Backgrounder: The Brazilian artist Meri Amanda Calero could barely string two words of English together. So I would type a sentence in English on Google Translate and read out the Spanish version, since she is originally from Ecuador. Then she would reply in broken English and say a Spanish word, with emphasis. Which I would again put on Translate and get the English version. It was fun, but exhausting, for me, as well as local artist Manu, who sat in on the interview.
At a recent exhibition, at Kochi, the Brazilian artist Meri Amanda Calero showcased a couple of her works
Photo by Albin Mathew
By Shevlin Sebastian
A group of visitors crowded around the Brazilian artist Meri Amanda Calero, as she pointed at her painting of an Indian holy man at the Durbar Hall Gallery, Kochi.
The oil on canvas showed a man, with an overflowing white beard, as well as a thick moustache. The eyes and the lips seemed to hint at a smile. A colourful orange turban adorned the head.
“I met this man in Jaipur last year,” she says. “He was a wise man, and deeply spiritual. But I don't know his name. We exchanged smiles and held hands. And I felt inspired enough to do a painting.”
But her second work is completely different. It is of her 15-year-old niece, Sabrina who lives in Ecuador.
In Sao Paulo, where Meri lives as a naturalised Brazilian, she earns her living as a cardiologist. But every now and then she returns to her home country of Ecuador to meet up with her family. And Sabrina served as an inspiration.
The image is of a young girl, with rouge on her cheeks, sensual red lips, but with a distant look in her eyes, playing the mandolin. “She is singing the pasillo, the national music of Ecuador,” says Meri. “The songs are about heartbreaks and nostalgia for the past.”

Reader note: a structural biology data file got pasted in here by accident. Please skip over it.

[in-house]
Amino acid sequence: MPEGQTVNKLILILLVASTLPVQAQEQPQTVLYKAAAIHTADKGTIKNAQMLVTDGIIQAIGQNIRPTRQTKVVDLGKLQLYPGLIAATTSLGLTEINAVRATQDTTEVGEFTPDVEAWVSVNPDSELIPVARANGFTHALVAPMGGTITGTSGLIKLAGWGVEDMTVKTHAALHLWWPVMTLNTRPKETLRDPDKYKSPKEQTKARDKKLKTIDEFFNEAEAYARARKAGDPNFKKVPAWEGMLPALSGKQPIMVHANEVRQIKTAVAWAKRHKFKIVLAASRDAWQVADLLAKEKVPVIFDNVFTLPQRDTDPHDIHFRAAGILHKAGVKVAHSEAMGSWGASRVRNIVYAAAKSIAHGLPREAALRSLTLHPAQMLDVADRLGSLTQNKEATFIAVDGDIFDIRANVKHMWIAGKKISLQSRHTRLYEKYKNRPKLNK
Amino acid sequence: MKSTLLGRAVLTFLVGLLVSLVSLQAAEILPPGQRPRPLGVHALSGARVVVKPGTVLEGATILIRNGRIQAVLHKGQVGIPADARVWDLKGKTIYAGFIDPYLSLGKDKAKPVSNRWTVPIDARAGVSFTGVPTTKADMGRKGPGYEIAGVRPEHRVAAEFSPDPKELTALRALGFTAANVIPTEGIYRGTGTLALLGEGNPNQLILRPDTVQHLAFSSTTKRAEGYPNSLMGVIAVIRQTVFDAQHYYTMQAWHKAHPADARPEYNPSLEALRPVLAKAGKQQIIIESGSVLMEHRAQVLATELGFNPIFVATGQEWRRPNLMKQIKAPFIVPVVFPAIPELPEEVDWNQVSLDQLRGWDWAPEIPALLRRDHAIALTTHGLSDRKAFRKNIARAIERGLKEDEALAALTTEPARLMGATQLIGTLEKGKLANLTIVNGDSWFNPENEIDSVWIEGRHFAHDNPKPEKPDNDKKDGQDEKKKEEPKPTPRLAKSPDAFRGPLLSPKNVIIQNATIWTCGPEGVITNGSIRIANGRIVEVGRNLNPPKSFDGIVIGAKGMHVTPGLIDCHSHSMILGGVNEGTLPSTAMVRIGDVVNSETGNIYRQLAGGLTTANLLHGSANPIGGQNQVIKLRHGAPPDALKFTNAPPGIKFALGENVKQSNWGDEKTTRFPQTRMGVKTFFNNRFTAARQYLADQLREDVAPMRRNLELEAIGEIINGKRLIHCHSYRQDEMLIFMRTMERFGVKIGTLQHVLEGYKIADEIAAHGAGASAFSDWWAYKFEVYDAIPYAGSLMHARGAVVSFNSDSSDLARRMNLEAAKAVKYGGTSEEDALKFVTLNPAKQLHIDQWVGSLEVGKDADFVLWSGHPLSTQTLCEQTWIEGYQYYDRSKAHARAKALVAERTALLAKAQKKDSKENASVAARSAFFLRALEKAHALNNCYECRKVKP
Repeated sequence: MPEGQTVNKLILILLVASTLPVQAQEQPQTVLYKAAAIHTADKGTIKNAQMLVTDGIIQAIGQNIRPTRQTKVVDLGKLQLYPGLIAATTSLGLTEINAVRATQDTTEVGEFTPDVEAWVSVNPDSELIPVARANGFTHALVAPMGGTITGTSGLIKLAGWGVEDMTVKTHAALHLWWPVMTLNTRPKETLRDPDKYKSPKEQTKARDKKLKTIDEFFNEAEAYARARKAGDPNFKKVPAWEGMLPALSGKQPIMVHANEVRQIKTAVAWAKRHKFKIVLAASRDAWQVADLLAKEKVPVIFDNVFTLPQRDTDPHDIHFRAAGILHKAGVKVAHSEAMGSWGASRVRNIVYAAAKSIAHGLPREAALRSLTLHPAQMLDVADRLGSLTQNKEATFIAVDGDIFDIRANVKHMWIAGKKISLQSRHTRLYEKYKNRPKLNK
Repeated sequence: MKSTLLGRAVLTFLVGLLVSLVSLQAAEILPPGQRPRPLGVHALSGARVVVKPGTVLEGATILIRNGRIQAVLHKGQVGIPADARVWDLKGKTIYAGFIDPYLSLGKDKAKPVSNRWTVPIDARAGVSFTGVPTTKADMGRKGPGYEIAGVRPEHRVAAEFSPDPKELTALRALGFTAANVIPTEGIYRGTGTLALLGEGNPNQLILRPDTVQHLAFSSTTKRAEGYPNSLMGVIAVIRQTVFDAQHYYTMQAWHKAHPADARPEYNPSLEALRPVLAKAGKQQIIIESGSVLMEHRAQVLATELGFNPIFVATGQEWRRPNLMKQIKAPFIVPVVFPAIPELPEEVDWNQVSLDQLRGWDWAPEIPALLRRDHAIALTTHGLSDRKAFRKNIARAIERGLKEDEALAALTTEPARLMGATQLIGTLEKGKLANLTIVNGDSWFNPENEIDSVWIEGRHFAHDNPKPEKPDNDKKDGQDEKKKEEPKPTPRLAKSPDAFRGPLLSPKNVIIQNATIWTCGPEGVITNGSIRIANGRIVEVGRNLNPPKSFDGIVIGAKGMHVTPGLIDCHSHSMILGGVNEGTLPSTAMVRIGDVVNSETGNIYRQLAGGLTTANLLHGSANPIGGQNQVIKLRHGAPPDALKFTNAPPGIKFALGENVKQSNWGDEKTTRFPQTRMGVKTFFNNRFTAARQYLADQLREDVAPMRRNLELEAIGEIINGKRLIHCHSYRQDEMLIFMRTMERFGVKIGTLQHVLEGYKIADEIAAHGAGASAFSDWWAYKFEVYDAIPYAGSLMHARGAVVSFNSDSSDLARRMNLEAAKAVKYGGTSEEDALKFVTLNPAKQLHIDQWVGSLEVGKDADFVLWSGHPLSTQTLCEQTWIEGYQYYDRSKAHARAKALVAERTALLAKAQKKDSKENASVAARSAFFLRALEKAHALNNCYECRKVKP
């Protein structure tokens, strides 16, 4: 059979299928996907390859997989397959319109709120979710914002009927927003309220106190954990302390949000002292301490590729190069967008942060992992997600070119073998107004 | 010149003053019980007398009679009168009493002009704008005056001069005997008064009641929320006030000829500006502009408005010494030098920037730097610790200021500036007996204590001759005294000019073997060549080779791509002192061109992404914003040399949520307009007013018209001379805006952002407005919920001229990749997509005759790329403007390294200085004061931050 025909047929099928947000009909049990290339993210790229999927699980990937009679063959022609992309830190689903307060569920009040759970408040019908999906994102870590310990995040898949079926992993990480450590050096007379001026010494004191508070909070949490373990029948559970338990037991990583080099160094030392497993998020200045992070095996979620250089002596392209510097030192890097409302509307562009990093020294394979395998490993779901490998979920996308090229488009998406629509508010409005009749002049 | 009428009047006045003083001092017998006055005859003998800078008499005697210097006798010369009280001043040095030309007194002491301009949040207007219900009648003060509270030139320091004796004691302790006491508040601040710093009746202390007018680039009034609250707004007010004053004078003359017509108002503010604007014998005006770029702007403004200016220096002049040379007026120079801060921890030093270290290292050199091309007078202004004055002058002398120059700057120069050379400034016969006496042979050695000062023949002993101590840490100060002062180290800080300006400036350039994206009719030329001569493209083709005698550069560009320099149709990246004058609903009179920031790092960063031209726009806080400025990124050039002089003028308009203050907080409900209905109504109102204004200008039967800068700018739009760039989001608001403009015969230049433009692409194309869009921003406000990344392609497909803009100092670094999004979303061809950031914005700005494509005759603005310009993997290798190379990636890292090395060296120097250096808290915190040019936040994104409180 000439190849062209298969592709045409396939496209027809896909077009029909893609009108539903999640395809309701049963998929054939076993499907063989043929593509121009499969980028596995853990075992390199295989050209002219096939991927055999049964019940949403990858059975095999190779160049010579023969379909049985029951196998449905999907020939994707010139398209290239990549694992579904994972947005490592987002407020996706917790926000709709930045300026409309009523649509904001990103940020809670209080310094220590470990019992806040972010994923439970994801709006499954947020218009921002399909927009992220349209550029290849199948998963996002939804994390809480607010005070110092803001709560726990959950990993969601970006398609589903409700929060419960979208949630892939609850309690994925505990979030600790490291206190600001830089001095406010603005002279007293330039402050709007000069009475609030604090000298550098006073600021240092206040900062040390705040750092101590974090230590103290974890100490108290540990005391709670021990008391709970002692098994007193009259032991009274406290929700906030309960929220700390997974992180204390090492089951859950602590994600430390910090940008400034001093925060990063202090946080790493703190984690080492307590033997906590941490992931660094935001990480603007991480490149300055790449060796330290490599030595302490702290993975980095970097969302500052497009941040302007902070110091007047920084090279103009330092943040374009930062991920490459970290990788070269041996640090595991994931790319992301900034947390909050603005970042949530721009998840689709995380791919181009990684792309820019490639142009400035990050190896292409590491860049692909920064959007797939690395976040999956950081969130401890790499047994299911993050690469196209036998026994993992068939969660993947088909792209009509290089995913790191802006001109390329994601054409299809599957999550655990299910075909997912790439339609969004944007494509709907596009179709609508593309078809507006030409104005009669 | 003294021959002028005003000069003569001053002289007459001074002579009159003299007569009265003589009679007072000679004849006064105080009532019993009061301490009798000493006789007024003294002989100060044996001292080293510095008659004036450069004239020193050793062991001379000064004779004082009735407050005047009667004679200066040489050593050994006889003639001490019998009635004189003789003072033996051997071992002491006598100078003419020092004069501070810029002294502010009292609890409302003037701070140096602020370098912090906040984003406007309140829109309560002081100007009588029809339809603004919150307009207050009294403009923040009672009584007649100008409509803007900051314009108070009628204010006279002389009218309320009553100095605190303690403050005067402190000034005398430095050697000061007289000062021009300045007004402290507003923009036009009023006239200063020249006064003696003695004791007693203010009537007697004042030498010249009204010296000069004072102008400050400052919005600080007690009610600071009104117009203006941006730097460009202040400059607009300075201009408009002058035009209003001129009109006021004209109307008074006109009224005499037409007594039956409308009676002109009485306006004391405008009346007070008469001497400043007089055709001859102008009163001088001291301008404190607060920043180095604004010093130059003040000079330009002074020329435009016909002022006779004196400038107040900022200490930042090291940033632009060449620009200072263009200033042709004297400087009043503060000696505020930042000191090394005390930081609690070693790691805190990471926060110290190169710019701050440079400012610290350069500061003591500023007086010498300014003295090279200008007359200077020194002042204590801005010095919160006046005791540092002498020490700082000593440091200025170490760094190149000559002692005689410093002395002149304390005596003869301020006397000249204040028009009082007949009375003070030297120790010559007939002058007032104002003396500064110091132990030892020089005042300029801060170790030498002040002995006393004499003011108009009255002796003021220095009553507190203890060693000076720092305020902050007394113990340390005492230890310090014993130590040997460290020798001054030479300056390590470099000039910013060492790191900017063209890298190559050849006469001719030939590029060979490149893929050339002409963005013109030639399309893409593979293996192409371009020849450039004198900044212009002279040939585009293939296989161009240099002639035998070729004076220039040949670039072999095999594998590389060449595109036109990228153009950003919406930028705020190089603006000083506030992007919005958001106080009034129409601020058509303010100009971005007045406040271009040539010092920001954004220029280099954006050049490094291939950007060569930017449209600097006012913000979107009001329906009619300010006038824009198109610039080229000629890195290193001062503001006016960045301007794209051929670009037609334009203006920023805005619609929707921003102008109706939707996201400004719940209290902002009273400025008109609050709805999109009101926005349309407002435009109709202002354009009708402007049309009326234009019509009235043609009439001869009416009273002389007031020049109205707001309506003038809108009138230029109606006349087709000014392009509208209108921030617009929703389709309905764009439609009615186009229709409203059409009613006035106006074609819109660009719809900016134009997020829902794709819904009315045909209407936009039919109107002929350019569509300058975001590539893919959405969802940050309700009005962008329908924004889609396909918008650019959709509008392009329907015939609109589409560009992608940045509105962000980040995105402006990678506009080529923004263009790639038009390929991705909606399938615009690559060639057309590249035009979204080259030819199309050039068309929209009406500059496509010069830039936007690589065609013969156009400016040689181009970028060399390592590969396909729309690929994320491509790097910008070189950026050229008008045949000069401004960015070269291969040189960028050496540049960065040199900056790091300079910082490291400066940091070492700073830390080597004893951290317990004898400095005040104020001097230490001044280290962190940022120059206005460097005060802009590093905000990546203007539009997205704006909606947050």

Meri got the opportunity to take part in the Kochi exhibition when he met a Malayali artist, Manu, at an art event in Delhi last year. “I invited Meri to take part in our 'Worldwide Art Movement' group exhibition,” says Manu. “And Meri readily agreed.”
And, on her first visit, she has a very high impression of Malayalis. “They are happy, relaxed, and have a helping attitude,” she says. “In Kerala and India, a lot of importance is given to art and culture, unlike in Brazil.”
So, Meri says, it is difficult to be a full-time artiste in Brazil. She works on her art in the late evenings or the early mornings, after her regular job. “And as and when I get the chance I come to India,” she says.
Her fascination with the country began when, as a teenager, in Quito, she saw an exhibition of Indian artists. “The colours were so bright and attractive,” says the 40-year-old. “I wanted to immediately come to India.”
But she could only do so in 2013. “I feel very happy when I am in India,” she says. “This is my fifth visit. As an artiste, it is a place that provides me with enormous inspiration.”
However, Brazilian artistes are looking westwards for guidance. “In fact, the biggest influence on them is the American artist Morgan Weistling,” says Meri. “I tell them they should come to India, to become better artistes. But nobody has followed my advice, as yet.”
(Sunday Magazine, The New Indian Express, South India and Delhi)